The museum commemorates painter Mohammed Nagy, who co-pioneered the Egyptian modern art after his return from Florence. Nagy lived in the Mediterranean city of Alexandria and traveled to Italy to study art. He had to return to Egypt prior to the outbreak of the World War One. Entertaining a radical attitude against classic rules of art he devoted himself to Impressionism. In his work he produced a blend of Egyptís past and present. He was fascinated with Nature and murals made by ancient Egyptian artisans. His paintings are beautifully transparent, displaying powerful and elaborate compositions.
Determined to complete his painting ďAlexandria SchoolĒ Nagy decided in 1952 to turn a plot of land he owned in Hadayek al-Ahram into a studio. He began to paint the monumental work in 1939 when he was the director of the Museum of Modern Art. In the wake of his death in his studio, the Ministry of Culture in 1962 paid tribute to the late artist by buying his studio and turning it into a museum. The painterís sister Effat Nagy, also a painter, appreciatively offered 40 works to the new museum, which also received a large collection of sketches and the late brotherís memorabilia. On July 13, 1968 the Minister of Culture Tharwat Okasha opened the museum officially. Its exhibits increased significantly in 1987, especially after the Ministry of Culture bought larger number of the artistís oil paintings. The ministryís enthusiasm in this respect invited the painterís devoted sister to offer more of her brotherís works to the museum, increasing the number of its exhibits to 1200.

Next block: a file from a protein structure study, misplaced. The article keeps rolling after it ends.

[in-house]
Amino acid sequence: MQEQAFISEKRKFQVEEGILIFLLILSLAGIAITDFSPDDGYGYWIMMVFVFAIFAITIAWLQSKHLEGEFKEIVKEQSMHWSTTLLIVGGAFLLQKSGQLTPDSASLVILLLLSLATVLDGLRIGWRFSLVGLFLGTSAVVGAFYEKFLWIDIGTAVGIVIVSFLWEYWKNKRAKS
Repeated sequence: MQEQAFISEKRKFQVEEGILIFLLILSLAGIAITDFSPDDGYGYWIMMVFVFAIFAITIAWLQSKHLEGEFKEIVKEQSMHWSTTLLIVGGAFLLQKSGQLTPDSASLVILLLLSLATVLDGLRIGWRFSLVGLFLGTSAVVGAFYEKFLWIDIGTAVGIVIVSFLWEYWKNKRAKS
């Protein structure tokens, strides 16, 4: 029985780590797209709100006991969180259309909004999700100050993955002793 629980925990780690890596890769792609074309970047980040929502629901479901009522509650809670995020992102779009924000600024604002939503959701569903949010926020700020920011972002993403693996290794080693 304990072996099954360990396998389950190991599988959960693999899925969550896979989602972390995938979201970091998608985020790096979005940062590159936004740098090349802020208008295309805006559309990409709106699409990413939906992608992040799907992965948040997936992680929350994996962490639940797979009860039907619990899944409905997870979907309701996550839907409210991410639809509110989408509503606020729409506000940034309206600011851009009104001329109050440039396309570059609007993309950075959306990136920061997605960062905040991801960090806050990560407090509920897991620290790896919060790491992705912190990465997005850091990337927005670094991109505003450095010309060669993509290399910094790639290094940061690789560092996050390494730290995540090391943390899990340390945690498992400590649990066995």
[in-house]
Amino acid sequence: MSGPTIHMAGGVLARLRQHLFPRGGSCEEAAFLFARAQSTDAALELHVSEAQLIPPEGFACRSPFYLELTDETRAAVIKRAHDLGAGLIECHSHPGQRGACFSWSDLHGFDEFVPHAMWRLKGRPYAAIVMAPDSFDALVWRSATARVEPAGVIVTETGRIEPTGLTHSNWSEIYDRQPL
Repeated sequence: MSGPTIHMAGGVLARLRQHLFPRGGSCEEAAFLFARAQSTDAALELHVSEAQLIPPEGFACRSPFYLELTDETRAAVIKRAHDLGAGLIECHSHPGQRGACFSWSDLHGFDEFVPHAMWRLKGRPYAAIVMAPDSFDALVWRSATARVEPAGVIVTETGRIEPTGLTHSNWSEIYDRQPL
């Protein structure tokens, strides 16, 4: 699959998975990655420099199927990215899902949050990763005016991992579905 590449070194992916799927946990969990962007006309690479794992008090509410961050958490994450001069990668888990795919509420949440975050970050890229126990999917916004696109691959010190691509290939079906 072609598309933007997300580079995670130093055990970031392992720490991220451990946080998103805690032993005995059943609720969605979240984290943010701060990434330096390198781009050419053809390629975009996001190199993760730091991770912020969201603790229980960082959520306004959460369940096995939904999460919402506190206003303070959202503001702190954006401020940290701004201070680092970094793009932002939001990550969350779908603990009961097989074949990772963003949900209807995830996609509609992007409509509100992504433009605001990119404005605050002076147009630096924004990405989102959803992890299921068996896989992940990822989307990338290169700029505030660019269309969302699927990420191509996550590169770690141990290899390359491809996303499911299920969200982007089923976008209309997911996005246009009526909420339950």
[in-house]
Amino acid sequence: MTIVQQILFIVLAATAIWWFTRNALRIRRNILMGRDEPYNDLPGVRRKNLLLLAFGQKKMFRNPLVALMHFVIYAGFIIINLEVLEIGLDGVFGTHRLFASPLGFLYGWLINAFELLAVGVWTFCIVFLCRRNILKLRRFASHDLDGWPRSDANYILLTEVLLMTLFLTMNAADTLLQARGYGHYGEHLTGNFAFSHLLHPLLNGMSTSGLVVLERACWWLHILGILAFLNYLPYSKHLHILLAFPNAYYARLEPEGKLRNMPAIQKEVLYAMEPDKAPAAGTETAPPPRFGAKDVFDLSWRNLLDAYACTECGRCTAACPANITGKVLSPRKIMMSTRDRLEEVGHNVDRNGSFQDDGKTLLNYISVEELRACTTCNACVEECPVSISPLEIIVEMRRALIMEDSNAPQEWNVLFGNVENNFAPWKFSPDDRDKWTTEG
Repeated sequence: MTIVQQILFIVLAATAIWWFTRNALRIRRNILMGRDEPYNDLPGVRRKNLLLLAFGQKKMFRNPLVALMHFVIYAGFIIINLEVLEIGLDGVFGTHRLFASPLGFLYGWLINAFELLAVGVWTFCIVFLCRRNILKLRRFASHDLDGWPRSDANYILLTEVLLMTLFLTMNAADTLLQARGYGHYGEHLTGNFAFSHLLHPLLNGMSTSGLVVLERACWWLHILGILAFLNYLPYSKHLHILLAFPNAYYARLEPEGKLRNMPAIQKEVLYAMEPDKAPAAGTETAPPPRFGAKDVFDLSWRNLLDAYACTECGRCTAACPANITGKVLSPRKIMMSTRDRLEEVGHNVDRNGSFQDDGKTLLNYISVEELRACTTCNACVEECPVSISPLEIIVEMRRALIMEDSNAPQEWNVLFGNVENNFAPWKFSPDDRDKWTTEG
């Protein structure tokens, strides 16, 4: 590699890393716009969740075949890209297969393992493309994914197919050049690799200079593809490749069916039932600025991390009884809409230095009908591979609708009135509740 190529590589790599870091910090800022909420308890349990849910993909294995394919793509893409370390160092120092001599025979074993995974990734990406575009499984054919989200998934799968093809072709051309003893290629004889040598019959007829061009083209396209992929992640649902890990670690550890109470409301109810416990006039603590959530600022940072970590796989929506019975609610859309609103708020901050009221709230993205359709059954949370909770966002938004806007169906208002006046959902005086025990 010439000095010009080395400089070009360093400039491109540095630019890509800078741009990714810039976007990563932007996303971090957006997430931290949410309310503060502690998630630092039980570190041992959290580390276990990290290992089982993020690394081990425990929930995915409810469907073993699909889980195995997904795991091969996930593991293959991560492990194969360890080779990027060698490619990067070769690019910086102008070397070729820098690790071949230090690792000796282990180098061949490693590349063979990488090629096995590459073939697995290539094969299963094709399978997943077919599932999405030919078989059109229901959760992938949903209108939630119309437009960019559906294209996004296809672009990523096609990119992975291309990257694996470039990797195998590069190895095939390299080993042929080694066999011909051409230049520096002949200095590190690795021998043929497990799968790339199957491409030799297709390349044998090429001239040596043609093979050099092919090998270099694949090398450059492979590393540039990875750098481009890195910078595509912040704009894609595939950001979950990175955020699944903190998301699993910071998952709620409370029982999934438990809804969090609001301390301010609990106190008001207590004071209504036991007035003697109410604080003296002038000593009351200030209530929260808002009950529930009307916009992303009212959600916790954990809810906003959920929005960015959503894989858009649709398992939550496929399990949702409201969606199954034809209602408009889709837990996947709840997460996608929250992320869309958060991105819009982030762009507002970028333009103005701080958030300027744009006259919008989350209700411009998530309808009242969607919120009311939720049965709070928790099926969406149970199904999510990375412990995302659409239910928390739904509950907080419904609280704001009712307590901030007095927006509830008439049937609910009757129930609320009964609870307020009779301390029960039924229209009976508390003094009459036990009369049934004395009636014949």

The Mohammed Nagy Museum was re-opened in 1991 after it successfully underwent a big renovation and restoration plan